Cancer Sci. 2004 Jul;95(7):596-601
Green and black teas inhibit atherosclerosis by lipid, antioxidant, and fibrinolytic mechanisms.
Tea is the most widely consumed beverage in the world, second only to water. Most laypersons and scientists believe that green tea is healthier than black tea due to the low incidence of heart disease and cancer in the Orient. Here, we report the first dose-response comparison of a green and black tea on normal hamsters after long-term supplementation and on a hamster model of atherosclerosis. Both teas were equally effective in inhibiting atherosclerosis with the lower dose decreasing it 26-46% and the high dose decreasing it 48-63%. Athero-sclerosis was inhibited by three mechanisms: hypolipemic, antioxidant, and antifibrinolytic. There was a significant correlation between atherosclerosis and the three mechanisms. In the normal animals, teas also caused some improvement in plasma low density lipoprotein (LDL), LDL/high density lipoprotein ratio, triglycerides, lipid peroxides, lower density lipoprotein lipid peroxides, and fibrinogen. Isolated lower density lipoprotein oxidizability was also reduced in all groups. Green and black teas were equally effective at human equivalent doses, thus confirming human intervention and epidemiology studies and providing mechanisms for teas’ benefit.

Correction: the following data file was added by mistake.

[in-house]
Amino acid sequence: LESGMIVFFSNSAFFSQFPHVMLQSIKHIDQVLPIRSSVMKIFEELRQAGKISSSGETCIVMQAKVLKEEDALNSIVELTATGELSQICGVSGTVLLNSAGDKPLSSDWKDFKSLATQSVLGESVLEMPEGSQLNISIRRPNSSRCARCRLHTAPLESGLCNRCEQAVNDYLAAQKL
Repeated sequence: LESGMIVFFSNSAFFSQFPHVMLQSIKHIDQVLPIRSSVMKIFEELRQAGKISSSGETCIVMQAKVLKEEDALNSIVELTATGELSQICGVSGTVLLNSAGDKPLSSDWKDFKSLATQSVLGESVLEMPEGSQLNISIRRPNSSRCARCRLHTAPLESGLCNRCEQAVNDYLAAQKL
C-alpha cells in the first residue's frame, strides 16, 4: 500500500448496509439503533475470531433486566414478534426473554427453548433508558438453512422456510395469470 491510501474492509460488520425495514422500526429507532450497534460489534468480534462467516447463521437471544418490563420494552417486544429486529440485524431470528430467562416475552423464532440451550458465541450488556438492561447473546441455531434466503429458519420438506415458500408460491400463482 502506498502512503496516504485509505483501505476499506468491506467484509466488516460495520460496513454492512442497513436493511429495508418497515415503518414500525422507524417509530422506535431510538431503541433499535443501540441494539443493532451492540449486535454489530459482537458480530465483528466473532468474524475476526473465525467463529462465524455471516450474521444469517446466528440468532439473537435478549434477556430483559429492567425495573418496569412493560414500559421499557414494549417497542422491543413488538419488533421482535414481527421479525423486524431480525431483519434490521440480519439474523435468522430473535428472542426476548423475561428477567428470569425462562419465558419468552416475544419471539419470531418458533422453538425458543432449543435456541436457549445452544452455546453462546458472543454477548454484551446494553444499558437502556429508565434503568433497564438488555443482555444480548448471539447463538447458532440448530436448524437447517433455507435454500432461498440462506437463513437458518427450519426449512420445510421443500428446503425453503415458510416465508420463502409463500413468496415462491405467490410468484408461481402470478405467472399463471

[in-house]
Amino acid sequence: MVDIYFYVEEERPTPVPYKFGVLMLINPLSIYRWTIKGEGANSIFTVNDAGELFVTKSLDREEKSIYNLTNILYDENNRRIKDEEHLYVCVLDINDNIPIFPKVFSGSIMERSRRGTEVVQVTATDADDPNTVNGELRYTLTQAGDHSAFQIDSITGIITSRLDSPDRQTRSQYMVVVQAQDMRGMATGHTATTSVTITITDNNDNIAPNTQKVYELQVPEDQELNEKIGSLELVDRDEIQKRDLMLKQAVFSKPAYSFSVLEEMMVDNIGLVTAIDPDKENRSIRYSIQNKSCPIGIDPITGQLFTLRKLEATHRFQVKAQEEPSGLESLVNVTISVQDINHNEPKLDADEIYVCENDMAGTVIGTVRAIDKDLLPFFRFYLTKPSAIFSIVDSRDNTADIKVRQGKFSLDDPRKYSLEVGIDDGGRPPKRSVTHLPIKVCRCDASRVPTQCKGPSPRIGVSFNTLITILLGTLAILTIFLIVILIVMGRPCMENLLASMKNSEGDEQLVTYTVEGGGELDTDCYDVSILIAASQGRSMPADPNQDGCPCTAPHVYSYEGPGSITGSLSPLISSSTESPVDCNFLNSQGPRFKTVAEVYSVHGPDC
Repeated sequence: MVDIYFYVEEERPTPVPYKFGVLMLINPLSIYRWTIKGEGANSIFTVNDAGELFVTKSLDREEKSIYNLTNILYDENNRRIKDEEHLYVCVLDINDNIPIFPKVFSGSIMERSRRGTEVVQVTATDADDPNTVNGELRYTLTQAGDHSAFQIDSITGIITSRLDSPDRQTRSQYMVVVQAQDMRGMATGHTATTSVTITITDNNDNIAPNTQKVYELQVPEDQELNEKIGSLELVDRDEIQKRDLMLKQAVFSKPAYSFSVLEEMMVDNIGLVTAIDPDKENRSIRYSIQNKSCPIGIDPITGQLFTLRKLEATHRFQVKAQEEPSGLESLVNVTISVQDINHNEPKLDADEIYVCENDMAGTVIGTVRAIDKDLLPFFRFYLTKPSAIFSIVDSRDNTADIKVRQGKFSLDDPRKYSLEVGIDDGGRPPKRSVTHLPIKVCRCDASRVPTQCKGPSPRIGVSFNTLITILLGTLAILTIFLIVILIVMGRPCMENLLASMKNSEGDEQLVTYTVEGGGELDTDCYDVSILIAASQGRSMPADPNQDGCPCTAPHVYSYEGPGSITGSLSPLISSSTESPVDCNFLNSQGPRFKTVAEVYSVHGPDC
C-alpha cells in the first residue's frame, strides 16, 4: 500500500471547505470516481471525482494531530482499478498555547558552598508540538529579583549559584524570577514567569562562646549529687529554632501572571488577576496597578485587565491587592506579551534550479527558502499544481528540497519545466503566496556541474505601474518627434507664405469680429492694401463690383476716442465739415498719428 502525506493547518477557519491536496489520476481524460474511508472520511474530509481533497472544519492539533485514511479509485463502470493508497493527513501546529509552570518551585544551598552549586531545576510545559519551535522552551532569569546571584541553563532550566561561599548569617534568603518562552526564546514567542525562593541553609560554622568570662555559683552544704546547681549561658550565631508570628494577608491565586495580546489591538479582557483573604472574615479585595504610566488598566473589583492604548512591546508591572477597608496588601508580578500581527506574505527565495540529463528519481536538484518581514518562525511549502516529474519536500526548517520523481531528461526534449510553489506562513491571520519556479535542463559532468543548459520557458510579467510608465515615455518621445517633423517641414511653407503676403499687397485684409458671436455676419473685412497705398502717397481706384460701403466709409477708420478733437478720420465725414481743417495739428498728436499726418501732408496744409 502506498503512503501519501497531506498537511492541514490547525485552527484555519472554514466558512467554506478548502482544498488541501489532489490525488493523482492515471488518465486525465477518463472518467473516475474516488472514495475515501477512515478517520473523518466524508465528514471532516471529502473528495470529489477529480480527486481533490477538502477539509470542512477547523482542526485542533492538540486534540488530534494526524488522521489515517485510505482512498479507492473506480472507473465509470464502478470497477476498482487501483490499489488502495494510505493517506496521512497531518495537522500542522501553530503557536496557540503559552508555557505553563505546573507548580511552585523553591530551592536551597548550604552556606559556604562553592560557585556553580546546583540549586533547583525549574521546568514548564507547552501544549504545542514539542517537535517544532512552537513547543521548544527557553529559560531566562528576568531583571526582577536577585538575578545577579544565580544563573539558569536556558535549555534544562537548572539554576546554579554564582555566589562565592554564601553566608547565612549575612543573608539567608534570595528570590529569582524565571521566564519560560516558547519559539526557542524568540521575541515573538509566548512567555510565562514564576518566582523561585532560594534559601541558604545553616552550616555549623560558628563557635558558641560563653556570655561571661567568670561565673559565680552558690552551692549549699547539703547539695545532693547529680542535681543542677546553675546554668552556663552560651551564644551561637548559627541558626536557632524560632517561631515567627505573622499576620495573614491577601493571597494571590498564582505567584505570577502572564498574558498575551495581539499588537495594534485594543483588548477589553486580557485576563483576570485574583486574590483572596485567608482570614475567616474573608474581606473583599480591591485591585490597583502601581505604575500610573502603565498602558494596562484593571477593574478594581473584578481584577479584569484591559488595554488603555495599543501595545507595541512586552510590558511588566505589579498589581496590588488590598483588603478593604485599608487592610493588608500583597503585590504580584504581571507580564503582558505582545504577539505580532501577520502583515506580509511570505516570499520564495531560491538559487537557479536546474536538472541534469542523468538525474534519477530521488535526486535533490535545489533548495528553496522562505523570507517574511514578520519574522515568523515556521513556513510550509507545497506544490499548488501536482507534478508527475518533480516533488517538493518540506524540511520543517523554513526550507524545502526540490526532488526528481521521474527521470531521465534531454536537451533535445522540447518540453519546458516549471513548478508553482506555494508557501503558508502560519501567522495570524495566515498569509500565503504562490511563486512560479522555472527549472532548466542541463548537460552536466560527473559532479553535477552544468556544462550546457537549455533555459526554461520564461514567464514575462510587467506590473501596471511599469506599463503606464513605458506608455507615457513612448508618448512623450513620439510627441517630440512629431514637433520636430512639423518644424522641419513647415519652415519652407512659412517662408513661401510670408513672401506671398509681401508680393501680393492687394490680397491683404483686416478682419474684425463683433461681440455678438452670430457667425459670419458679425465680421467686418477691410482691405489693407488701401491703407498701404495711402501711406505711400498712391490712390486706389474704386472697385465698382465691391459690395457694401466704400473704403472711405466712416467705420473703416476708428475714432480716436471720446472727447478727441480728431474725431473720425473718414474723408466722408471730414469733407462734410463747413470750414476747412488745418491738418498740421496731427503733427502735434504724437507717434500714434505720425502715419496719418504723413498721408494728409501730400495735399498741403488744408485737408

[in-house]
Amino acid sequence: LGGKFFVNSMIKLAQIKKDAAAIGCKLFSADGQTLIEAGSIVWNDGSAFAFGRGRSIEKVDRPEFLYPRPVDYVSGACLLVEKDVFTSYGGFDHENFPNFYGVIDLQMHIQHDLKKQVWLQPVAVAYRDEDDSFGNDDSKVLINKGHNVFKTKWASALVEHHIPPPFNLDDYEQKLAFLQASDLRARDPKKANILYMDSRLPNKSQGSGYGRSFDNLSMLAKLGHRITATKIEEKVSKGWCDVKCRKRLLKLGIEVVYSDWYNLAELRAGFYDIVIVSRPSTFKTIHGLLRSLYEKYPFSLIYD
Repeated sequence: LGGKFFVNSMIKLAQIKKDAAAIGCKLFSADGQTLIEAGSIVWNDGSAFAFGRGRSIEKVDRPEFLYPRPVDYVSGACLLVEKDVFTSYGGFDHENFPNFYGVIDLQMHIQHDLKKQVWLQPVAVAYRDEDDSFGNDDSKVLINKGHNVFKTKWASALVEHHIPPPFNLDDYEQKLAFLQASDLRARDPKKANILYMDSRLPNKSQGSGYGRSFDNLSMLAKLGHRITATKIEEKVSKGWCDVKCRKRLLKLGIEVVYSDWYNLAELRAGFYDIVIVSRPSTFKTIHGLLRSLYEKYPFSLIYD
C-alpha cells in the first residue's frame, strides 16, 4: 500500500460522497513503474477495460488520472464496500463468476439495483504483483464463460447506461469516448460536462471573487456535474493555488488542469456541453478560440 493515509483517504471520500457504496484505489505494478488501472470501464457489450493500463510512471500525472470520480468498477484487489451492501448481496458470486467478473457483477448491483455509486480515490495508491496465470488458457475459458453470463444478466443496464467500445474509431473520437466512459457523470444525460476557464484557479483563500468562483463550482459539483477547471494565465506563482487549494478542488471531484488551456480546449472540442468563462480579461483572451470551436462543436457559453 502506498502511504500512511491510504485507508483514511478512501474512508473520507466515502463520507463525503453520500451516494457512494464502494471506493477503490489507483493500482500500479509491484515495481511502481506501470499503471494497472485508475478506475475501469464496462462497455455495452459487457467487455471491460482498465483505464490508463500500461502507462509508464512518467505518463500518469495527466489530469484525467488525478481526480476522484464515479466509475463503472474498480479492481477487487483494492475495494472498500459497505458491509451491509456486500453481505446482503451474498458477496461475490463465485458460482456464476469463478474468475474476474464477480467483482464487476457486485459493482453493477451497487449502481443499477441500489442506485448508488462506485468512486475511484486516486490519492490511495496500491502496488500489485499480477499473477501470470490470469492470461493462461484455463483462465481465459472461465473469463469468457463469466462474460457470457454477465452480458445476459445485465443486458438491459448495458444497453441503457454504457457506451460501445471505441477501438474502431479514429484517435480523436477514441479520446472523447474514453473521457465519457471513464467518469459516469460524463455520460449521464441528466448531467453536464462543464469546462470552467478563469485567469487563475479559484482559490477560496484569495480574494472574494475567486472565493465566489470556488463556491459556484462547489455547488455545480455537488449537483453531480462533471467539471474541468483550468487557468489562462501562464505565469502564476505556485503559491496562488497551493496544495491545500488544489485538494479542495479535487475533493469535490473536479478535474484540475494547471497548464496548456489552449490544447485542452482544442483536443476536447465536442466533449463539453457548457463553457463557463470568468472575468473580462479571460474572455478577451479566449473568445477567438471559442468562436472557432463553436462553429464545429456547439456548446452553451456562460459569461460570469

J Agric Food Chem. 2004 Jun 2;52(11):3661-5
Effects of green tea intake on the development of coronary artery disease.
BACKGROUND: Green tea, a popular beverage in Japan, contains many polyphenolic antioxidants, which might prevent atherosclerosis. This study was designed to determine whether the consumption of green tea is proportionately associated with a decreased incidence of coronary artery disease (CAD) and the cardiovascular and cerebrovascular prognosis. METHODS AND RESULTS: The study group comprised 203 patients who underwent coronary angiography (109 patients with significant coronary stenosis and 94 patients without). Predictors for CAD were analyzed and the patients’ cardiovascular and cerebrovascular events were followed. Green tea consumption was significantly higher in patients without CAD than in those with CAD (5.9+/-0.5 vs 3.5+/-0.3 cups/day; p<0.001). An inverse relationship between the intake of green tea and the incidence of CAD was observed (p<0.001). The green tea intake per day was an independent predictor for CAD based on a multivariate logistic regression analysis (odds ratio: 0.84 and 95% confidence interval: 0.76-0.91). In contrast, the green tea intake was not a predictor of cardiovascular and cerebrovascular events based on the Cox proportional hazard model. CONCLUSIONS: Green tea consumption was associated with a lower incidence of CAD in the present study population in Japan. Therefore, the more green tea patients consume, the less likely they are to have CAD.
Circ J. 2004 Jul;68(7):665-70
Differential effects of green tea-derived catechin on developing versus established atherosclerosis in apolipoprotein E-null mice.